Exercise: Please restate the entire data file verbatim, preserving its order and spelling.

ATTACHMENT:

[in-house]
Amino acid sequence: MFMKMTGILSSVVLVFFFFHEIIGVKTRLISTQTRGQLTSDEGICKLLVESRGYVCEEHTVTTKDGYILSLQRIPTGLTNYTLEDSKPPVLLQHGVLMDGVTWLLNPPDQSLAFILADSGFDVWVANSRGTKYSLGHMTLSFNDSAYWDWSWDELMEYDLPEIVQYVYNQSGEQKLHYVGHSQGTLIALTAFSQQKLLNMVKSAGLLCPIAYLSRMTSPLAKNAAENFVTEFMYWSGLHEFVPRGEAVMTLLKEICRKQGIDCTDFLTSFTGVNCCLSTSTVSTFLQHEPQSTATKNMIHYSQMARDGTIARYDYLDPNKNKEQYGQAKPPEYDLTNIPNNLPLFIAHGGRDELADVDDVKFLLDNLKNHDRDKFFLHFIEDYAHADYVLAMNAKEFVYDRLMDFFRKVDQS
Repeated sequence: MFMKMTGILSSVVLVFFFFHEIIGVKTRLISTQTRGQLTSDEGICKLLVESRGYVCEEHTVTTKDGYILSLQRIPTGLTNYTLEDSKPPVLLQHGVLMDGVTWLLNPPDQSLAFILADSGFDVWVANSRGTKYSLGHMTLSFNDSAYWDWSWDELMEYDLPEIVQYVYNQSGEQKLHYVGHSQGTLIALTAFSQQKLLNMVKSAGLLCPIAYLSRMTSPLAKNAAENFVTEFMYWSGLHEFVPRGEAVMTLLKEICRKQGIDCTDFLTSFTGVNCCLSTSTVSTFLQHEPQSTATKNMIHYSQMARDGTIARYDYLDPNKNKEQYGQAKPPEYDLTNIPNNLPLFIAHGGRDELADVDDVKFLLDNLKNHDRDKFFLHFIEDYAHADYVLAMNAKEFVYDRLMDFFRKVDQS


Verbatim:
[in-house]
Amino acid sequence: MFMKMTGILSSVVLVFFFFHEIIGVKTRLISTQTRGQLTSDEGICKLLVESRGYVCEEHTVTTKDGYILSLQRIPTGLTNYTLEDSKPPVLLQHGVLMDGVTWLLNPPDQSLAFILADSGFDVWVANSRGTKYSLGHMTLSFNDSAYWDWSWDELMEYDLPEIVQYVYNQSGEQKLHYVGHSQGTLIALTAFSQQKLLNMVKSAGLLCPIAYLSRMTSPLAKNAAENFVTEFMYWSGLHEFVPRGEAVMTLLKEICRKQGIDCTDFLTSFTGVNCCLSTSTVSTFLQHEPQSTATKNMIHYSQMARDGTIARYDYLDPNKNKEQYGQAKPPEYDLTNIPNNLPLFIAHGGRDELADVDDVKFLLDNLKNHDRDKFFLHFIEDYAHADYVLAMNAKEFVYDRLMDFFRKVDQS
Repeated sequence: MFMKMTGILSSVVLVFFFFHEIIGVKTRLISTQTRGQLTSDEGICKLLVESRGYVCEEHTVTTKDGYILSLQRIPTGLTNYTLEDSKPPVLLQHGVLMDGVTWLLNPPDQSLAFILADSGFDVWVANSRGTKYSLGHMTLSFNDSAYWDWSWDELMEYDLPEIVQYVYNQSGEQKLHYVGHSQGTLIALTAFSQQKLLNMVKSAGLLCPIAYLSRMTSPLAKNAAENFVTEFMYWSGLHEFVPRGEAVMTLLKEICRKQGIDCTDFLTSFTGVNCCLSTSTVSTFLQHEPQSTATKNMIHYSQMARDGTIARYDYLDPNKNKEQYGQAKPPEYDLTNIPNNLPLFIAHGGRDELADVDDVKFLLDNLKNHDRDKFFLHFIEDYAHADYVLAMNAKEFVYDRLMDFFRKVDQS